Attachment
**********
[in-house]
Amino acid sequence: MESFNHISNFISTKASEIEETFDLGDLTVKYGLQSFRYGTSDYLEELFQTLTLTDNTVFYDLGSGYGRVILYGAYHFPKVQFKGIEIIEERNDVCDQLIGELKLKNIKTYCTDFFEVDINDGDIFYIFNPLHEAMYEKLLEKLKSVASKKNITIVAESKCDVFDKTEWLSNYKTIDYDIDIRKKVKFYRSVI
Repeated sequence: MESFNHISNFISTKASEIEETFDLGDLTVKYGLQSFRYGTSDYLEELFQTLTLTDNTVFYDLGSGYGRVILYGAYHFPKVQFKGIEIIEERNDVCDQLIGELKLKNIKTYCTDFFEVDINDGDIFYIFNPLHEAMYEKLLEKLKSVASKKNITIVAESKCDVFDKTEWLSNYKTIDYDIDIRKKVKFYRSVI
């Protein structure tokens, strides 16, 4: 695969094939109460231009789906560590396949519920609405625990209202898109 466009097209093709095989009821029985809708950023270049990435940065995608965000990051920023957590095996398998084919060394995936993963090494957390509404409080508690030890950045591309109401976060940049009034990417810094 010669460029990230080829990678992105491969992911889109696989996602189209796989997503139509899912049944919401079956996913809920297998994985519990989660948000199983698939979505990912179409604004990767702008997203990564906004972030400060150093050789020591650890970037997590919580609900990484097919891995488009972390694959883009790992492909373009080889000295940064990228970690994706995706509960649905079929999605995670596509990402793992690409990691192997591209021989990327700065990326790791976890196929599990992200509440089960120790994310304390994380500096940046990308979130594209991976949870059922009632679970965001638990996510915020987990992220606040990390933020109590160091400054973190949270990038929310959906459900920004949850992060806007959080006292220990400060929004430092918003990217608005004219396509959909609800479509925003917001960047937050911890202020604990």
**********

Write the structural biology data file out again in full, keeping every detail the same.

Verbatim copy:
[in-house]
Amino acid sequence: MESFNHISNFISTKASEIEETFDLGDLTVKYGLQSFRYGTSDYLEELFQTLTLTDNTVFYDLGSGYGRVILYGAYHFPKVQFKGIEIIEERNDVCDQLIGELKLKNIKTYCTDFFEVDINDGDIFYIFNPLHEAMYEKLLEKLKSVASKKNITIVAESKCDVFDKTEWLSNYKTIDYDIDIRKKVKFYRSVI
Repeated sequence: MESFNHISNFISTKASEIEETFDLGDLTVKYGLQSFRYGTSDYLEELFQTLTLTDNTVFYDLGSGYGRVILYGAYHFPKVQFKGIEIIEERNDVCDQLIGELKLKNIKTYCTDFFEVDINDGDIFYIFNPLHEAMYEKLLEKLKSVASKKNITIVAESKCDVFDKTEWLSNYKTIDYDIDIRKKVKFYRSVI
């Protein structure tokens, strides 16, 4: 695969094939109460231009789906560590396949519920609405625990209202898109 466009097209093709095989009821029985809708950023270049990435940065995608965000990051920023957590095996398998084919060394995936993963090494957390509404409080508690030890950045591309109401976060940049009034990417810094 010669460029990230080829990678992105491969992911889109696989996602189209796989997503139509899912049944919401079956996913809920297998994985519990989660948000199983698939979505990912179409604004990767702008997203990564906004972030400060150093050789020591650890970037997590919580609900990484097919891995488009972390694959883009790992492909373009080889000295940064990228970690994706995706509960649905079929999605995670596509990402793992690409990691192997591209021989990327700065990326790791976890196929599990992200509440089960120790994310304390994380500096940046990308979130594209991976949870059922009632679970965001638990996510915020987990992220606040990390933020109590160091400054973190949270990038929310959906459900920004949850992060806007959080006292220990400060929004430092918003990217608005004219396509959909609800479509925003917001960047937050911890202020604990």